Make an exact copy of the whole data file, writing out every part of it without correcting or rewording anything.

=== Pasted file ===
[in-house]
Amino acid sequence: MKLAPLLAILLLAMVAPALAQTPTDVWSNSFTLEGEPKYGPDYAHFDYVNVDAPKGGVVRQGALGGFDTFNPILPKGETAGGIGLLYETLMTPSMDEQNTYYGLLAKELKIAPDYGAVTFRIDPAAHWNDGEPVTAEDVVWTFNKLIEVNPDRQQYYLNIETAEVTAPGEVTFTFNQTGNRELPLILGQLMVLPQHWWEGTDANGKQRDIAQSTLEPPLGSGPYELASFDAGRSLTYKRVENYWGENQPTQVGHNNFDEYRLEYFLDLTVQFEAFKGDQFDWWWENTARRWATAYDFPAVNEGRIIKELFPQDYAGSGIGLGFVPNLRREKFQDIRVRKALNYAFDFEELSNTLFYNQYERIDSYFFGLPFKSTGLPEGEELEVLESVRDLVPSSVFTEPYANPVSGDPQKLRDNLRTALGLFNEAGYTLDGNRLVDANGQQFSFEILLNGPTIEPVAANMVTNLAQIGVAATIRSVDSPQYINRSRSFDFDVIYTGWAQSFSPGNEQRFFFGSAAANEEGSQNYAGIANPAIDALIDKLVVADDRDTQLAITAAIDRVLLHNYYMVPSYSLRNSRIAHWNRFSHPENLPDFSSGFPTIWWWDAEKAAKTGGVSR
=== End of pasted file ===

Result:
[in-house]
Amino acid sequence: MKLAPLLAILLLAMVAPALAQTPTDVWSNSFTLEGEPKYGPDYAHFDYVNVDAPKGGVVRQGALGGFDTFNPILPKGETAGGIGLLYETLMTPSMDEQNTYYGLLAKELKIAPDYGAVTFRIDPAAHWNDGEPVTAEDVVWTFNKLIEVNPDRQQYYLNIETAEVTAPGEVTFTFNQTGNRELPLILGQLMVLPQHWWEGTDANGKQRDIAQSTLEPPLGSGPYELASFDAGRSLTYKRVENYWGENQPTQVGHNNFDEYRLEYFLDLTVQFEAFKGDQFDWWWENTARRWATAYDFPAVNEGRIIKELFPQDYAGSGIGLGFVPNLRREKFQDIRVRKALNYAFDFEELSNTLFYNQYERIDSYFFGLPFKSTGLPEGEELEVLESVRDLVPSSVFTEPYANPVSGDPQKLRDNLRTALGLFNEAGYTLDGNRLVDANGQQFSFEILLNGPTIEPVAANMVTNLAQIGVAATIRSVDSPQYINRSRSFDFDVIYTGWAQSFSPGNEQRFFFGSAAANEEGSQNYAGIANPAIDALIDKLVVADDRDTQLAITAAIDRVLLHNYYMVPSYSLRNSRIAHWNRFSHPENLPDFSSGFPTIWWWDAEKAAKTGGVSR